Source: “Ben Simmons Could Upend The NBA’s Power Structure With One Decision”, John Wilmes, Deadspin (02/26/2019)
Kick the Kid Out!
This week a kid sitting courtside at a Nuggets/Thunder game reached out and swatted at and hit Russell Westbrook.
A lot of the reaction I saw was, “It’s funny how the kid sat down when Russ gave him that look.” But I have a hot take. KICK THE KID AND HIS PARENTS OUT. I don’t care that he appears to be maybe 12 years old. You can’t do that, and a kid who thinks he can, and is sitting friggin courtside, obviously thinks this is ok. If this spoiled rotten kid doesn’t learn his lesson now, he’ll grow up to be an entitled adult. We had a chance here to fix his trajectory! Instead we are left with his rich mom and dad, laughing at the whole thing.
Yuk yuk yuk! Hilarious! …Westbrook was not so chuckle-y after the game:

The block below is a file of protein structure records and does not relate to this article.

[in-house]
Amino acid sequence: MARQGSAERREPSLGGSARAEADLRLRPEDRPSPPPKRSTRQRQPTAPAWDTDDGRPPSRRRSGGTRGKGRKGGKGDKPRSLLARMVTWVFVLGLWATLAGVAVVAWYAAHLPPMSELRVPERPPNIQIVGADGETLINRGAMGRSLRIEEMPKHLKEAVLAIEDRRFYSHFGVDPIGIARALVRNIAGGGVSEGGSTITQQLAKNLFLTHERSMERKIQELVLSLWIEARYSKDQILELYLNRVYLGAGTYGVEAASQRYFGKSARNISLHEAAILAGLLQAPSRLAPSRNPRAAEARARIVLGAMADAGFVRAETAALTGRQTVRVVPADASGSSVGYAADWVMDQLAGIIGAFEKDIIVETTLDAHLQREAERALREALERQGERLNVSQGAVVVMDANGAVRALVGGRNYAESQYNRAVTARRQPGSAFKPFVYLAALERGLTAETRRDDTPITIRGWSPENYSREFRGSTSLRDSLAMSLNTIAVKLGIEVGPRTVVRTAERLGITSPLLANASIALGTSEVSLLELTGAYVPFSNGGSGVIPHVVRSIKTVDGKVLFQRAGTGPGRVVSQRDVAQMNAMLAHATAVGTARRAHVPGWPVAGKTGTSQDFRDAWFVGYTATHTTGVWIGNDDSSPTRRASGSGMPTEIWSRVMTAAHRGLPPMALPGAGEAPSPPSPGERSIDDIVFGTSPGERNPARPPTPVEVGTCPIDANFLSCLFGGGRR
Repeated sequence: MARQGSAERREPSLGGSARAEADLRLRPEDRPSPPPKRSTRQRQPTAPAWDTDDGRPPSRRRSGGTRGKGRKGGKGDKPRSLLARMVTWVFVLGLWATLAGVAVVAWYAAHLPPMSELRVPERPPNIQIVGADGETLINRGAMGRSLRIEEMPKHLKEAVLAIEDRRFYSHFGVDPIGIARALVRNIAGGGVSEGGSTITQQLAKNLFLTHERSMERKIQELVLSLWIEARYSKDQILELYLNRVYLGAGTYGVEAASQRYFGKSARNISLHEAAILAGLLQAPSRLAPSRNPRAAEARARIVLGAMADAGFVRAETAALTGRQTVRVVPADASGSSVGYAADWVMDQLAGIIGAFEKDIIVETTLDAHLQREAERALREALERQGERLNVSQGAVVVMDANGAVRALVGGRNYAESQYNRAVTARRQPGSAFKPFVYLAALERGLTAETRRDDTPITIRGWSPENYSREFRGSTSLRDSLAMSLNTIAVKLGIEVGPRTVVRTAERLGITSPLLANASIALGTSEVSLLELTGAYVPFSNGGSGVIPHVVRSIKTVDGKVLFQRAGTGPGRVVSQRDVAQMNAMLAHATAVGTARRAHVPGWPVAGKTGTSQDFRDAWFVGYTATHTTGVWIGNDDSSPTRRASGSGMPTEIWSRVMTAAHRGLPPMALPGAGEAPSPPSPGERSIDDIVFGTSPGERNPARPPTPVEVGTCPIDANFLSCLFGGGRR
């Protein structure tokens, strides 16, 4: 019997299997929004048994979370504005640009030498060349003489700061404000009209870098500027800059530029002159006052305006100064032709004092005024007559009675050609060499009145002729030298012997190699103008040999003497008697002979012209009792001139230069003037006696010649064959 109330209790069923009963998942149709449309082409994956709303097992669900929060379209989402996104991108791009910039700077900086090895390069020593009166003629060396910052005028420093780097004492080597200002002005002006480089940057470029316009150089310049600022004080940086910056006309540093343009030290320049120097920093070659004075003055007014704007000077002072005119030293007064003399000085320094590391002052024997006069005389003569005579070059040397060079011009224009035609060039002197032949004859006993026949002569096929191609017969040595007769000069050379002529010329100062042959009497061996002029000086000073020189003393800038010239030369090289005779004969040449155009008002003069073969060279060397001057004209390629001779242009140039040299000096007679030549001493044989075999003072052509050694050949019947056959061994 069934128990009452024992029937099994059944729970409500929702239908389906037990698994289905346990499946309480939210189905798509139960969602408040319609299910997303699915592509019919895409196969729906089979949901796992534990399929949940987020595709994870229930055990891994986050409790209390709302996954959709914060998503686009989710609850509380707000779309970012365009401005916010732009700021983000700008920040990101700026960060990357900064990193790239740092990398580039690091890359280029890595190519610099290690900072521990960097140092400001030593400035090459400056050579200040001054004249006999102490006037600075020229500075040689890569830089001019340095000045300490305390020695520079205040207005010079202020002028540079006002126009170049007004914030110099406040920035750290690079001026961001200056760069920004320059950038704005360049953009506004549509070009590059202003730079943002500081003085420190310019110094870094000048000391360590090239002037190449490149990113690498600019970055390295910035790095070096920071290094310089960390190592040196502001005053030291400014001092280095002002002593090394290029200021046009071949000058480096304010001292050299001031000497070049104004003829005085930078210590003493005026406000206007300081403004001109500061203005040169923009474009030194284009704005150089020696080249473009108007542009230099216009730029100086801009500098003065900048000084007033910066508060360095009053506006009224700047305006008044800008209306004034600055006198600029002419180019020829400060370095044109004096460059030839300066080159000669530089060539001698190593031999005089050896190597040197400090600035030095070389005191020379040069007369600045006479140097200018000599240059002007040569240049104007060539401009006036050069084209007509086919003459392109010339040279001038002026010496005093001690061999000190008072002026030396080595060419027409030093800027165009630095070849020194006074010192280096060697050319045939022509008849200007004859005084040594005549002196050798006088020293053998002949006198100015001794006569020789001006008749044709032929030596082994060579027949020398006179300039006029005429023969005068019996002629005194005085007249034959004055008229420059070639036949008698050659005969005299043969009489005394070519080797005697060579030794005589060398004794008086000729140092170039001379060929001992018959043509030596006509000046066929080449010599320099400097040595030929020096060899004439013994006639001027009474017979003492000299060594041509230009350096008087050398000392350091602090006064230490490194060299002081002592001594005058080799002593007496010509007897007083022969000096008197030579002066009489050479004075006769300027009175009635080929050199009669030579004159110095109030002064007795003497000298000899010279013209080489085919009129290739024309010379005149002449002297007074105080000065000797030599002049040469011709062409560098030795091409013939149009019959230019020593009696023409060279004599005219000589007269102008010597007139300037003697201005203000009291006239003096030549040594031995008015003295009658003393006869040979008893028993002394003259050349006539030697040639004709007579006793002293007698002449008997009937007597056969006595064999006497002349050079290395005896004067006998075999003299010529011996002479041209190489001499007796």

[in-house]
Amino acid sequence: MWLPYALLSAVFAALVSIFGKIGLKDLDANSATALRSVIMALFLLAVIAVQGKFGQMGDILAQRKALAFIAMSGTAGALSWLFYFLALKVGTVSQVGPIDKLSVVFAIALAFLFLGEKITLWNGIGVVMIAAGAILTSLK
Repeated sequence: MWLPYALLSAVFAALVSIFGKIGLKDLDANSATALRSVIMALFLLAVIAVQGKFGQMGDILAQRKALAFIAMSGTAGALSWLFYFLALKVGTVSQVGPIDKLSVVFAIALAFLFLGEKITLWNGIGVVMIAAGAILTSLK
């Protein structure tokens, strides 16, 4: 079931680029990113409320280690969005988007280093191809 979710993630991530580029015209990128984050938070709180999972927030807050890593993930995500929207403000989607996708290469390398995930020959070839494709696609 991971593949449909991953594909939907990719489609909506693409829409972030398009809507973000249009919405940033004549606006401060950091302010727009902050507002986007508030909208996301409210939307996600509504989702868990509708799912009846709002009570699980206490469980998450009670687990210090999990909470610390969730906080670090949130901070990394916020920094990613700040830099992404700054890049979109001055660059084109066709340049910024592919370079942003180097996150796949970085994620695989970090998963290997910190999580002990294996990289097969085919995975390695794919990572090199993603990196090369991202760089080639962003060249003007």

“He hit me. So I told his dad, you know, just, “Be careful man, you can’t just have have your son hitting random people.” I don’t know him, he don’t know me, so.
He’s responsible for his kid. Watch the game, sit there, have fun, enjoy. For all the fans though, there’s too much leeway, man, for the fans to be able touch the players and get away with it. And then we can’t react and do the things that we need to do to protect ourselves. It’s important that they understand—kids, whoever it is, dads, moms, that they can say what they want, as long as it’s respectful, but the touching is, to me, off limits.
I agree! The kid should have been kicked out, I say! -TOB
Source: “Russell Westbrook, After Being Shoved By Child: ‘The Touching Is, To Me, Off Limits’”, Giri Nathan, Deadspin (02/27/2019)
Video of the Week:
Tweet of the Week
PAL Song of the Week – Sharon Van Etten – “I Told You Everything”